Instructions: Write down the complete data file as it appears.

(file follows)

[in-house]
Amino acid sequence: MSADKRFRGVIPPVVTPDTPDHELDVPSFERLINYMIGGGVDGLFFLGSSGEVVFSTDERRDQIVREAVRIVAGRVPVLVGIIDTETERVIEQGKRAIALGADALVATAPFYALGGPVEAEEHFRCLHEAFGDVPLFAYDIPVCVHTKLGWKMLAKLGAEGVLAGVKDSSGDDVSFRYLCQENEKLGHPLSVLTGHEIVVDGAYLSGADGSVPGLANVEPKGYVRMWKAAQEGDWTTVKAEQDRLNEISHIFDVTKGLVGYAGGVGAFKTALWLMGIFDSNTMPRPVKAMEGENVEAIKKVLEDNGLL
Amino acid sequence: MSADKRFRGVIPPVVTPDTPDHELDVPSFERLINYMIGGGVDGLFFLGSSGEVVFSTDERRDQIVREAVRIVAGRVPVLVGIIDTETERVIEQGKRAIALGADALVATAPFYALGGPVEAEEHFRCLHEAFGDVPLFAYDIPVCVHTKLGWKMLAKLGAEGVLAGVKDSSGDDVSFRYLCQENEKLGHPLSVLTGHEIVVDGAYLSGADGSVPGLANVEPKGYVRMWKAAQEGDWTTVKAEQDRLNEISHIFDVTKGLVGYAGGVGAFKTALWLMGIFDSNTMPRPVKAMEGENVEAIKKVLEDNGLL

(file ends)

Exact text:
[in-house]
Amino acid sequence: MSADKRFRGVIPPVVTPDTPDHELDVPSFERLINYMIGGGVDGLFFLGSSGEVVFSTDERRDQIVREAVRIVAGRVPVLVGIIDTETERVIEQGKRAIALGADALVATAPFYALGGPVEAEEHFRCLHEAFGDVPLFAYDIPVCVHTKLGWKMLAKLGAEGVLAGVKDSSGDDVSFRYLCQENEKLGHPLSVLTGHEIVVDGAYLSGADGSVPGLANVEPKGYVRMWKAAQEGDWTTVKAEQDRLNEISHIFDVTKGLVGYAGGVGAFKTALWLMGIFDSNTMPRPVKAMEGENVEAIKKVLEDNGLL
Amino acid sequence: MSADKRFRGVIPPVVTPDTPDHELDVPSFERLINYMIGGGVDGLFFLGSSGEVVFSTDERRDQIVREAVRIVAGRVPVLVGIIDTETERVIEQGKRAIALGADALVATAPFYALGGPVEAEEHFRCLHEAFGDVPLFAYDIPVCVHTKLGWKMLAKLGAEGVLAGVKDSSGDDVSFRYLCQENEKLGHPLSVLTGHEIVVDGAYLSGADGSVPGLANVEPKGYVRMWKAAQEGDWTTVKAEQDRLNEISHIFDVTKGLVGYAGGVGAFKTALWLMGIFDSNTMPRPVKAMEGENVEAIKKVLEDNGLL